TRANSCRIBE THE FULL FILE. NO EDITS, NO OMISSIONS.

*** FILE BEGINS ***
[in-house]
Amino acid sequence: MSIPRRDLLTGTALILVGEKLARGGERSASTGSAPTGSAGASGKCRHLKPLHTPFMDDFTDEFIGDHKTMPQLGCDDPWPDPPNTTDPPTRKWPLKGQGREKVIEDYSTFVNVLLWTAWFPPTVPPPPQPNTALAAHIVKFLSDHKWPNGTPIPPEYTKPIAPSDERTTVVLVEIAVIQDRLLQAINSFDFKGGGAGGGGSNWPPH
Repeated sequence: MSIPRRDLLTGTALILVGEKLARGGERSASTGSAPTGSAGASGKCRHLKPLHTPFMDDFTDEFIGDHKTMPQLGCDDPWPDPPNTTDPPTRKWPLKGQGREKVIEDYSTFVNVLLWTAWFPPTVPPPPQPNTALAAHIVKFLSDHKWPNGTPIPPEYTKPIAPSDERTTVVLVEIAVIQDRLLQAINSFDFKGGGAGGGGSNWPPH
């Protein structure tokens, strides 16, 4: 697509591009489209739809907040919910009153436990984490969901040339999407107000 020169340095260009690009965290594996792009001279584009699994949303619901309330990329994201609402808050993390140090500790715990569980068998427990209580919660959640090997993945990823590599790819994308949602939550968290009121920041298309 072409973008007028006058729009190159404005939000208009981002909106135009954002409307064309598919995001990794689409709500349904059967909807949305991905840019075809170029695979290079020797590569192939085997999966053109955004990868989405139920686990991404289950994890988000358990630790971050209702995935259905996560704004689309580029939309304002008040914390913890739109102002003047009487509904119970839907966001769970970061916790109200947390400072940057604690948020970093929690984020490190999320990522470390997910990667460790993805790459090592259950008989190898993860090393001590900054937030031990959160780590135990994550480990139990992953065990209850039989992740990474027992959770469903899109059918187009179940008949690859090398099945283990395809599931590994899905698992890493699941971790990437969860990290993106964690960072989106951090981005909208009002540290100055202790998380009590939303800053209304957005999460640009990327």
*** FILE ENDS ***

[in-house]
Amino acid sequence: MSIPRRDLLTGTALILVGEKLARGGERSASTGSAPTGSAGASGKCRHLKPLHTPFMDDFTDEFIGDHKTMPQLGCDDPWPDPPNTTDPPTRKWPLKGQGREKVIEDYSTFVNVLLWTAWFPPTVPPPPQPNTALAAHIVKFLSDHKWPNGTPIPPEYTKPIAPSDERTTVVLVEIAVIQDRLLQAINSFDFKGGGAGGGGSNWPPH
Repeated sequence: MSIPRRDLLTGTALILVGEKLARGGERSASTGSAPTGSAGASGKCRHLKPLHTPFMDDFTDEFIGDHKTMPQLGCDDPWPDPPNTTDPPTRKWPLKGQGREKVIEDYSTFVNVLLWTAWFPPTVPPPPQPNTALAAHIVKFLSDHKWPNGTPIPPEYTKPIAPSDERTTVVLVEIAVIQDRLLQAINSFDFKGGGAGGGGSNWPPH
């Protein structure tokens, strides 16, 4: 697509591009489209739809907040919910009153436990984490969901040339999407107000 020169340095260009690009965290594996792009001279584009699994949303619901309330990329994201609402808050993390140090500790715990569980068998427990209580919660959640090997993945990823590599790819994308949602939550968290009121920041298309 072409973008007028006058729009190159404005939000208009981002909106135009954002409307064309598919995001990794689409709500349904059967909807949305991905840019075809170029695979290079020797590569192939085997999966053109955004990868989405139920686990991404289950994890988000358990630790971050209702995935259905996560704004689309580029939309304002008040914390913890739109102002003047009487509904119970839907966001769970970061916790109200947390400072940057604690948020970093929690984020490190999320990522470390997910990667460790993805790459090592259950008989190898993860090393001590900054937030031990959160780590135990994550480990139990992953065990209850039989992740990474027992959770469903899109059918187009179940008949690859090398099945283990395809599931590994899905698992890493699941971790990437969860990290993106964690960072989106951090981005909208009002540290100055202790998380009590939303800053209304957005999460640009990327």